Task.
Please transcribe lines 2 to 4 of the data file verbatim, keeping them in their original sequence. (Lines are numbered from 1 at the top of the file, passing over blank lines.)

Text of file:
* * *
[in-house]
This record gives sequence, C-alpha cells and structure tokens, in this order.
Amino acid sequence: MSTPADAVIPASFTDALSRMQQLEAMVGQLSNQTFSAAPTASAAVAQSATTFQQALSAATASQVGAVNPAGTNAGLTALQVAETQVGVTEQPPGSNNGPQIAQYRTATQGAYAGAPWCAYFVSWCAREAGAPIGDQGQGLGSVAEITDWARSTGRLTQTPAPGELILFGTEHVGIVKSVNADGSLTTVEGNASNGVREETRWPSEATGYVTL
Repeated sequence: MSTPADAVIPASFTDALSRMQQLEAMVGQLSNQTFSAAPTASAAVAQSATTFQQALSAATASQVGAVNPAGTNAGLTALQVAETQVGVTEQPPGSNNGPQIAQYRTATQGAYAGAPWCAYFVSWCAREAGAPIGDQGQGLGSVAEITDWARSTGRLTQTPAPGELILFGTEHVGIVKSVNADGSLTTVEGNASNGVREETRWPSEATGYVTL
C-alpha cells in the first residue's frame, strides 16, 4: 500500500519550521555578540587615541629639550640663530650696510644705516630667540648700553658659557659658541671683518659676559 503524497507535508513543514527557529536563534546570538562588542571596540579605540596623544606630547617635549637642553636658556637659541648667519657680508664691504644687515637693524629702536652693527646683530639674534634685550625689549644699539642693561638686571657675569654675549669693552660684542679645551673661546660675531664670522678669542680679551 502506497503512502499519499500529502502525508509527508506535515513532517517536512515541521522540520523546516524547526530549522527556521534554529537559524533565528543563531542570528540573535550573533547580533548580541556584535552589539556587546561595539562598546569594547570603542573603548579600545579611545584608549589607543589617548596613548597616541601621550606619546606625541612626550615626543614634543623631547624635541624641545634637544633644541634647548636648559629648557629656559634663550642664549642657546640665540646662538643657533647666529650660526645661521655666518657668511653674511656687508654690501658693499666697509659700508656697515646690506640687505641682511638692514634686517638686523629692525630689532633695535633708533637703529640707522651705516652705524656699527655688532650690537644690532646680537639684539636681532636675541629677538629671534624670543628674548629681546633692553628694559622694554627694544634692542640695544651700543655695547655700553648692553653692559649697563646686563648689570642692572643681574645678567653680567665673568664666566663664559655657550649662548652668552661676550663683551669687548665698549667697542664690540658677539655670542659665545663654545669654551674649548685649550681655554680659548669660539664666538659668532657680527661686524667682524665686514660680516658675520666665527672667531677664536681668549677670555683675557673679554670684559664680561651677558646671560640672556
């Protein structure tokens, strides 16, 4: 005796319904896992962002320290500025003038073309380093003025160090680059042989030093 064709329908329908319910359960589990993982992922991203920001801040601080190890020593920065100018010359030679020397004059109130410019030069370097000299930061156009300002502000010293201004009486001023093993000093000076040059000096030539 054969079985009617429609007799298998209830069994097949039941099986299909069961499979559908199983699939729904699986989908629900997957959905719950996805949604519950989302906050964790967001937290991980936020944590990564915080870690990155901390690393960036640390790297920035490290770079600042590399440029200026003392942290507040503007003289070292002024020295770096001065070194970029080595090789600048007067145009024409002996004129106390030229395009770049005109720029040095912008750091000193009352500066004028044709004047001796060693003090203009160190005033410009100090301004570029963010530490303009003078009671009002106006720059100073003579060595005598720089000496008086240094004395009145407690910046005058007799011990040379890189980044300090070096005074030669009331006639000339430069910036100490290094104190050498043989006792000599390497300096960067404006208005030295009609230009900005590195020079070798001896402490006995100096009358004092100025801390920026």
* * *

This record gives sequence, C-alpha cells and structure tokens, in this order.
Amino acid sequence: MSTPADAVIPASFTDALSRMQQLEAMVGQLSNQTFSAAPTASAAVAQSATTFQQALSAATASQVGAVNPAGTNAGLTALQVAETQVGVTEQPPGSNNGPQIAQYRTATQGAYAGAPWCAYFVSWCAREAGAPIGDQGQGLGSVAEITDWARSTGRLTQTPAPGELILFGTEHVGIVKSVNADGSLTTVEGNASNGVREETRWPSEATGYVTL
Repeated sequence: MSTPADAVIPASFTDALSRMQQLEAMVGQLSNQTFSAAPTASAAVAQSATTFQQALSAATASQVGAVNPAGTNAGLTALQVAETQVGVTEQPPGSNNGPQIAQYRTATQGAYAGAPWCAYFVSWCAREAGAPIGDQGQGLGSVAEITDWARSTGRLTQTPAPGELILFGTEHVGIVKSVNADGSLTTVEGNASNGVREETRWPSEATGYVTL